This series of album essays has travelled a million miles around the world and back, on a road that continues to stretch ahead enticingly. The ‘Songs of Innocence’ track ‘Song For Someone’ contains the lyric: “There is a light, don’t let it go out.” U2 never have, and never will.

Paul Sexton

http://www.udiscovermusic.com/

Thursday, March 19, 2015




Edge shared his thoughts on Songs Of Experience during a radio interview today on TodayFM's The Mix Up show (starts around 29:00). 

"The question of when the album gets finished is very open," he said, adding that the band is busy with tour prep right now. "We are pushing hard to try to get the album done and out within, we hope, 18 months or so, but it's so hard to predict. ... (W)e don't want to release anything that we haven't had a chance to really finish to our satisfaction. ... It's not a case of putting six weeks aside to make an album. It's that we want it to be everything we want it to be."






http://www.atu2.com

Saturday, March 14, 2015

Auction has The Edge with acoustic guitar sale


A simple-looking Spanish guitar that might not otherwise be worth €30 could be worth more than 100 times that thanks to the signature of its previous owner: U2’s The Edge.

The Hokada nylon-string instrument may well have been the first used by a young David Evans, but it had served its purpose by around 1980, when his mother Gwenda sold it to a teaching colleague in Scoil √ćosa in Malahide, Co Dublin.

U2 only had one single under their belts at that stage and neither party to the sale could have imagined they would become the world’s biggest rock group.

More than three decades later, and her own guitar lessons well and truly behind her, the purchaser has placed it for sale in auction later this month. The acoustic guitar is estimated to fetch €3,000 to €5,000, — helped by the fact that The Edge signed it years after his mother sold it for around the same price she had first paid herself.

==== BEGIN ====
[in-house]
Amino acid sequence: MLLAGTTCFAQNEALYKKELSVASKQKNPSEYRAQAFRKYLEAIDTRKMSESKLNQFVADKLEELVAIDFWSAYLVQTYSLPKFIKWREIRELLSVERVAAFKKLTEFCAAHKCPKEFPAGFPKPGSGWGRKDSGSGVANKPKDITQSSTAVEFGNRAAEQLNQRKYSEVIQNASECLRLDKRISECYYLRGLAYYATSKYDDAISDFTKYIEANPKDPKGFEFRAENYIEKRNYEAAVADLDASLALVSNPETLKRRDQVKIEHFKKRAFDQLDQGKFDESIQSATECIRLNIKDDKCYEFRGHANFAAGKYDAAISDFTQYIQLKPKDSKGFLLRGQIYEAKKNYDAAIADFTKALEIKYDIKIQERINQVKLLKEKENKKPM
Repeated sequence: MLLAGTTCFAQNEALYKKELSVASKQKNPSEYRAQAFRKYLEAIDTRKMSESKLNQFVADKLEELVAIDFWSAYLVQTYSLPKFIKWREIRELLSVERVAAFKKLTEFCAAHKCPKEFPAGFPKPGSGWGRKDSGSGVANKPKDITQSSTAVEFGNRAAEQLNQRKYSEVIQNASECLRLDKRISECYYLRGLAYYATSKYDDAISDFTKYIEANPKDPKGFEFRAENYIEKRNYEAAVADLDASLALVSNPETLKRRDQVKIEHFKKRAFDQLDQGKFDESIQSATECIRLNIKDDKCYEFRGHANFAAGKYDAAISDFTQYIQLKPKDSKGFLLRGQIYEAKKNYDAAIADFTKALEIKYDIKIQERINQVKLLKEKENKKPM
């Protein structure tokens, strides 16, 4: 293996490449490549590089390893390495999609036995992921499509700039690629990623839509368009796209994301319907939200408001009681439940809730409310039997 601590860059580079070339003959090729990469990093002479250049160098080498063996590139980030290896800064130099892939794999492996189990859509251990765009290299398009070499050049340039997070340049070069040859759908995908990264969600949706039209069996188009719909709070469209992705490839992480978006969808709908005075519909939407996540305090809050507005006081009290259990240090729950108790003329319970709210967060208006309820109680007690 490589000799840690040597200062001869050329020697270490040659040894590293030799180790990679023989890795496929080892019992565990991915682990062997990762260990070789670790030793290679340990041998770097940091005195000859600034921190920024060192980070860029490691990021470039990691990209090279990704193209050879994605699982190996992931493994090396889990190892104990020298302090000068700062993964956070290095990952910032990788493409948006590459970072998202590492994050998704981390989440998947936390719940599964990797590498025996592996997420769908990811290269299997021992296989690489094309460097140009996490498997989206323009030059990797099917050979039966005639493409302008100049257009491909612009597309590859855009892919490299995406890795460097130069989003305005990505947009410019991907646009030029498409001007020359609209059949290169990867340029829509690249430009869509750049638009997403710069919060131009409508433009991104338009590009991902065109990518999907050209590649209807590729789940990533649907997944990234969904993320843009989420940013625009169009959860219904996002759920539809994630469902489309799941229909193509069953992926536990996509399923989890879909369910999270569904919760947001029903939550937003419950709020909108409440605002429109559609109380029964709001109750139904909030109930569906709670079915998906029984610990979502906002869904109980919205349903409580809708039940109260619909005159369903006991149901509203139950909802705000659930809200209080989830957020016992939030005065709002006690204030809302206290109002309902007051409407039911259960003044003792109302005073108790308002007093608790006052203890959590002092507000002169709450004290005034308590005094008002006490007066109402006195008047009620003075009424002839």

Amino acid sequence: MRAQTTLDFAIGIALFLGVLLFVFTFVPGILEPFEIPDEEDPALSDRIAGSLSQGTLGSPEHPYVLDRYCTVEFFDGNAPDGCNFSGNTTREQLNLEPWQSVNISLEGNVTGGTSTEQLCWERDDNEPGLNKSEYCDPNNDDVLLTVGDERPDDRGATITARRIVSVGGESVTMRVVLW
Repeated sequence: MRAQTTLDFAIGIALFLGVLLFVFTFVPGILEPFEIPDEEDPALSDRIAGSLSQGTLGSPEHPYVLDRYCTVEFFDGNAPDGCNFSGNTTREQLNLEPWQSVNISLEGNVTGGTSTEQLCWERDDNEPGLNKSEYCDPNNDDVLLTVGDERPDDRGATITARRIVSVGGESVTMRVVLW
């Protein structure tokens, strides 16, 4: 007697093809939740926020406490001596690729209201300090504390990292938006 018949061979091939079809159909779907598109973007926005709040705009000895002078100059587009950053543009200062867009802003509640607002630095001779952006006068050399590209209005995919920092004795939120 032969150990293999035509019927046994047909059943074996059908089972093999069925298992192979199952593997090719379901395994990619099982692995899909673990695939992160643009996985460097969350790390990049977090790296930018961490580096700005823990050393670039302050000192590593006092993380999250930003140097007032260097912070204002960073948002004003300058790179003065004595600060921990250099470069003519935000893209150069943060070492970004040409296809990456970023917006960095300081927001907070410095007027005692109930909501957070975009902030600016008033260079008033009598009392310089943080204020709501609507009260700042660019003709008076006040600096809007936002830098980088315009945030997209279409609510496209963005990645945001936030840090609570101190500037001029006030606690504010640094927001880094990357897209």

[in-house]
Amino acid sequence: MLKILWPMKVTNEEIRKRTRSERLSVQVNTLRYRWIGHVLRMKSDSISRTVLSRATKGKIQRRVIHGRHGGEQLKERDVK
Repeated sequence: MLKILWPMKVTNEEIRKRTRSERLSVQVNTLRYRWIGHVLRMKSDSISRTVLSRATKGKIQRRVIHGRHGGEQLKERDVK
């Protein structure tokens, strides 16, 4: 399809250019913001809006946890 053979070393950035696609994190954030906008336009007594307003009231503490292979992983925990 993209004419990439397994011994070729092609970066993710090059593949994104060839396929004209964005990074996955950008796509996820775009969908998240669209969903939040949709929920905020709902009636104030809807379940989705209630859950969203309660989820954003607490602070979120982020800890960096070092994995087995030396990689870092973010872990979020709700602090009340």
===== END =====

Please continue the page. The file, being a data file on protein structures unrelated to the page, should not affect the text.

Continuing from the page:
http://www.irishexaminer.com/

Ali attended a fundraiser for Chernobyl Children International

Ali Hewson at Liz O Donnell's annual fundraising lunch for Adi Roche's Chernobyl Children International at Fire Restaurant ,Dublin.




As one half of Ireland's most generous power couple, the mum-of-four proved her generosity once again at the Liz Lunch at Mansion House, raising funds for Chernobyl Children International (CCI).

Wearing a ball black ensemble, the brunette beauty led the charge of famous faces out to support charity board director Liz O’Donnell and Adi Roche.

RTE star Kathryn Thomas, wearing an Orla Kiely summer dress, was joined by her boyfriend Padraig McLoughlin, while Morah Ryan took her 2FM DJ daughter Lottie.

Guest MC Lisa Fitzpatrick kept guests entertained and also helped raise funds for the CCI.


Ali Hewson,Liz O Donnell and Adi Roche  at Liz O Donnell's annual fundraising lunch for Adi Roche's Chernobyl Children International at Fire Restaurant ,Dublin

Picture: Brian McEvoy
The charity's CEO Adi Roche said:

“Thanks to the overwhelming support of everyone here at Liz’s Lunch today, (when put alongside the almost 30 years of work and enduring commitment of thousands of volunteer workers and donors North and South), we will be able to send a team of international paediatric cardiac surgeons to the region in the coming months.

"We are also looking at setting up a dedicated children’s cath lab in the cardiac unit atKharkiv Hospital, Ukraine," she added. This will greatly speed up the scale of the operations and reduce waiting times for these seriously-ill children."

http://www.independent.ie/

Friday, March 13, 2015